Another visit from the North
In November 1782, twenty representatives from four northern tribes--Wyandot, Ojibwa, Ottawa, and Potowatami—traveled south to consult with Dragging Canoe and his lieutenants at his new headquarters in Running Water Town, which was nestled far back up the hollow from the Tennessee River onto which it opened. Their mission was to gain the help of Dragging Canoe's Cherokee in attacking Pittsburgh and the American settlements in Kentucky and the Illinois country.
When the party returned north, Turtle-at-Home (Selukuki Woheli), another of Dragging Canoe's brothers, along with some seventy warriors, headed north to live and fight with the Shawnee.
Georgia Indian war of 1782
At the end of 1781, the Cherokee invaded Georgia once again with a group of Muscogee, this time being met by South Carolina and Georgia troops under Pickens and Elijah Clarke at the Oconee River after much back country raiding. Evading the American force, the Cherokee withdrew, adopting a scorched earth strategy to deny their foes supplies. The force eventually retreated, opening the back country to further raids.
By the fall of 1782, Lt. Col. Thomas Waters of the Loyalist Rangers, formerly stationed at Fort Ninety-Six in South Carolina, had retreated to the frontier of Cherokee-Muscogee territory just outside Georgia. From his base at the mouth of Long Swamp Creek on Etowah River, he and his remaining rangers, in conjunction with Cherokee and Muscogee warriors, ravaged backwoods homesteads and settlements.
The states of South Carolina and Georgia sent out a joint expedition led by Andrew Pickens and Elijah Clarke to put an end to his insurgency. Leaving September 16, they invaded that section of the country, ranging at least as far as Ustanali, where they took prisoners. In all they destroyed thirteen towns and villages. By October 22, Waters and his men had escaped and the Cherokee sued for peace.
Cherokee in the Ohio region
At the beginning of 1783, there were at least three major communities of Cherokee in the region. One lived among the Chalahgawtha (Chillicothe) Shawnee. The second Cherokee community lived among the mixed Wyandot-Mingo towns on the upper Mad River near the later Zanesfield, Ohio. A third group of Cherokee is known to have lived among and fought with the Munsee-Lenape, the only portion of the Lenape nation at war with the Americans. Though filled by different warriors shifted back and forth, these three bands remained in the Northwest until after the Treaty of Greenville in 1795.
St. Augustine conference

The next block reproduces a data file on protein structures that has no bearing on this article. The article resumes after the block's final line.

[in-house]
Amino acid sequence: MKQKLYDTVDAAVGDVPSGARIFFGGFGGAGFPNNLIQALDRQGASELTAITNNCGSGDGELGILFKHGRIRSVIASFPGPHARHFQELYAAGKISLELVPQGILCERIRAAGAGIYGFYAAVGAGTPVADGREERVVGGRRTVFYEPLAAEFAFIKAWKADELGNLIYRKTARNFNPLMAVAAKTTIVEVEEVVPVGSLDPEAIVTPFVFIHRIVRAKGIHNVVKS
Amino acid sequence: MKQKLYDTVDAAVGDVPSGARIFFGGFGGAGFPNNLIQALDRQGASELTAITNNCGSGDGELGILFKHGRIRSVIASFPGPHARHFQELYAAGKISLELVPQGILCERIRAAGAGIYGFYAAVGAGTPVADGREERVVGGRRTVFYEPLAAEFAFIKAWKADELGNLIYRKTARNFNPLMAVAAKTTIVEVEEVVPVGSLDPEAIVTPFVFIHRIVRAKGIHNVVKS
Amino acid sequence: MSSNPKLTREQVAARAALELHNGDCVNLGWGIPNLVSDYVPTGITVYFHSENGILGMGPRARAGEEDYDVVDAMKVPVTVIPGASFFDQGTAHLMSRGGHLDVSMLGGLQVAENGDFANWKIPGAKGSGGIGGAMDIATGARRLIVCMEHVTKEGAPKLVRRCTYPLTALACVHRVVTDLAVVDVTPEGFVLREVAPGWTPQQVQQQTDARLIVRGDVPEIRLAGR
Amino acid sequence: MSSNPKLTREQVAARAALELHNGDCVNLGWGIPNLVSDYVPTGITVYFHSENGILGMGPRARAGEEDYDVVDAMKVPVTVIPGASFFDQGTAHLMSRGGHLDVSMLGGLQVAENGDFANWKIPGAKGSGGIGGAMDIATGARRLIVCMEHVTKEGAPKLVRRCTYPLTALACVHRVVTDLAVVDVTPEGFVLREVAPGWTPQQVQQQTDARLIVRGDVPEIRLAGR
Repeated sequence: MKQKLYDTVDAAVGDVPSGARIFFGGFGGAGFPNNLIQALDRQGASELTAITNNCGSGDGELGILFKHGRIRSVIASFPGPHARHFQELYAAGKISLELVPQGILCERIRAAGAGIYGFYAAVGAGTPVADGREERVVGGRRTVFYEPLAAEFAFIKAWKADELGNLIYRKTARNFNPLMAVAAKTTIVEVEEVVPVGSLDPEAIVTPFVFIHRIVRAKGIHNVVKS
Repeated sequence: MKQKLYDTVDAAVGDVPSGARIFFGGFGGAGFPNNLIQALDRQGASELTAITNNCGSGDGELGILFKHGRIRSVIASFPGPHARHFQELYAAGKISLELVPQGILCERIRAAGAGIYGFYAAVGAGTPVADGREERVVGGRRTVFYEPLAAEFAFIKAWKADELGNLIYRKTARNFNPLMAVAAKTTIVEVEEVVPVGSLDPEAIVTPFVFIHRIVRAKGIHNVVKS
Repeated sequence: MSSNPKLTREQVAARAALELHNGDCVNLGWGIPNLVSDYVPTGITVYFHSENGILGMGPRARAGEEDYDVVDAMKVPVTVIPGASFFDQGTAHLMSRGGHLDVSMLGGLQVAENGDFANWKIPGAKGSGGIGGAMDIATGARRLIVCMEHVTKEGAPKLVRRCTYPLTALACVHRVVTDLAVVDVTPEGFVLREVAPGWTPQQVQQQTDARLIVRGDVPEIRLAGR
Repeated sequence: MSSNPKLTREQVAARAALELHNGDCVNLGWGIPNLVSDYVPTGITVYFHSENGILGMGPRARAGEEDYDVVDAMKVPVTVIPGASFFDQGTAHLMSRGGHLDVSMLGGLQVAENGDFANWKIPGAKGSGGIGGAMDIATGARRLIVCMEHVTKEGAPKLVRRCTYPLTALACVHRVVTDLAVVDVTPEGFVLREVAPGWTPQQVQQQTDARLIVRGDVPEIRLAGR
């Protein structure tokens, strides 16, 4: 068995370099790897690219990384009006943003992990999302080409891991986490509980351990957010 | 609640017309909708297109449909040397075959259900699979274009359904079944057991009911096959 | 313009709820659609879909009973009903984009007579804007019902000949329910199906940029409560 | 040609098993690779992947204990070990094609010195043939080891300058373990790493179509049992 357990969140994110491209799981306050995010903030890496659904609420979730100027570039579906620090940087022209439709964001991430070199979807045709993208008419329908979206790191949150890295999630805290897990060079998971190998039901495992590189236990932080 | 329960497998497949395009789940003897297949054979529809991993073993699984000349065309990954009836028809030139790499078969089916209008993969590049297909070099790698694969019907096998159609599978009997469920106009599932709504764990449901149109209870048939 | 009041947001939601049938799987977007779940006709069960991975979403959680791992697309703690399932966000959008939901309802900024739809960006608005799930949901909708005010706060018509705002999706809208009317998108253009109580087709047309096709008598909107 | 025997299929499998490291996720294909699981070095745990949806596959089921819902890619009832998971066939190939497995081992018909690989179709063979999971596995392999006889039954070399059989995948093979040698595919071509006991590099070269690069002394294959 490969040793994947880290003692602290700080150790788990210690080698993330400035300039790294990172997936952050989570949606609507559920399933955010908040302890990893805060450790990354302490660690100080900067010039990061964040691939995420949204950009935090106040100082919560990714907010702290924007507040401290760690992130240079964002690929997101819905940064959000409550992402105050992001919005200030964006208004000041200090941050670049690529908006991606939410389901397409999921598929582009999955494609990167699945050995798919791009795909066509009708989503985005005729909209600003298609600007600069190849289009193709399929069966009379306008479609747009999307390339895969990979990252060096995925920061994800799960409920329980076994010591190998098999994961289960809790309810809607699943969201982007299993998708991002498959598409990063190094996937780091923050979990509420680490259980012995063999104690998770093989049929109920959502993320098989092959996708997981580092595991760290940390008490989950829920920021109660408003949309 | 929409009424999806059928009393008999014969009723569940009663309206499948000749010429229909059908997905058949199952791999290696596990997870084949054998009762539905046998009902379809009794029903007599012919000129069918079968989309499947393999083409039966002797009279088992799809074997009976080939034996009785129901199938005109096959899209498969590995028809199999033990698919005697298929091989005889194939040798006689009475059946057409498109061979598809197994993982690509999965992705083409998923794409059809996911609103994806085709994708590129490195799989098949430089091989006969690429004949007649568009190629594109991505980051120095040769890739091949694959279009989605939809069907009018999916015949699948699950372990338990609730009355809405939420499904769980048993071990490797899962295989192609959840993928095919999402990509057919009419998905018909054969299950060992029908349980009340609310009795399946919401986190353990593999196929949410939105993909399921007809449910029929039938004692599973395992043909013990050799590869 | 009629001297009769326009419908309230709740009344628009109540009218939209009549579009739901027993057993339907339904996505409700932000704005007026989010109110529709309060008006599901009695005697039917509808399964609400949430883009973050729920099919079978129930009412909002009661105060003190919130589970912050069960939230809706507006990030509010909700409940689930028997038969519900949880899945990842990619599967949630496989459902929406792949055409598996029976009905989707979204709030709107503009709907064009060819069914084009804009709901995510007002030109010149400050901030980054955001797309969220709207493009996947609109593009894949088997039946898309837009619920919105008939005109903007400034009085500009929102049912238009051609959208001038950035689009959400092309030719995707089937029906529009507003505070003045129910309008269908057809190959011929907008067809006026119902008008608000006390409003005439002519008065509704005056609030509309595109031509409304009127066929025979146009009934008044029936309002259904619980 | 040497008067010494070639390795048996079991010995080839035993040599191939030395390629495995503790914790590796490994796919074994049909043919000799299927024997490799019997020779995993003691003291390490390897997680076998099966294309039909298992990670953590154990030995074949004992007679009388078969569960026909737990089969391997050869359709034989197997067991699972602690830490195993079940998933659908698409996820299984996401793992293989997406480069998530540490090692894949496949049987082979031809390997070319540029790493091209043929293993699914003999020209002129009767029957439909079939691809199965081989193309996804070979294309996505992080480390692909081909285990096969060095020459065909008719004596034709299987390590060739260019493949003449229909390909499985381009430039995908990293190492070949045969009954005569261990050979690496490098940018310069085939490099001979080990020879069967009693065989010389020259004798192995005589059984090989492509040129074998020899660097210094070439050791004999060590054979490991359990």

In January 1783, Dragging Canoe and twelve hundred Cherokee traveled to St. Augustine, the capital of East Florida, for a summit meeting with a delegation of western tribes (Shawnee, Muscogee, Mohawk, Seneca, Lenape, Mingo, Tuscarora, and Choctaw) called for a federation of Indians to oppose the Americans and their frontier colonists. Brown, the British Indian Superintendent, approved the concept.
At Tuckabatchee a few months later, a general council of the major southern tribes (Cherokee, Muscogee, Chickasaw, Choctaw, and Seminole) plus representatives of smaller groups (Mobile, Catawba, Biloxi, Huoma, etc.) took place to follow up, but plans for the federation were cut short by the signing of the Treaty of Paris.
Treaty of Long Swamp Creek (1783)
Signed May 30, 1783, the treaty confirmed the northern boundary between the State of Georgia and the Cherokee, with the Cherokee ceding large amounts of land between the Savannah and Chattachoochee Rivers.
More Overhill politics
In the fall of 1783, the older pacifist leaders replaced Savanukah with another of their number, Corntassel (Kaiyatsatahi, known to history as "Old Tassel"), and sent messages of peace along with complaints of settler encroachment to Virginia and North Carolina. Opposition from pacifist leaders, however, never stopped war parties from traversing the territories of any of the town groups, largely because the average Cherokee supported their cause, nor did it stop small war parties of the Overhill Towns from raiding settlements in East Tennessee, mostly those on the Holston.
Treaty of Paris (1783)
Signed between Great Britain and the United States on September 3, 1783, this treaty formally ended the American Revolution. The U.S. had already unilaterally declared hostilities over the previous April. Brown had already received orders from London in June to cease and desist.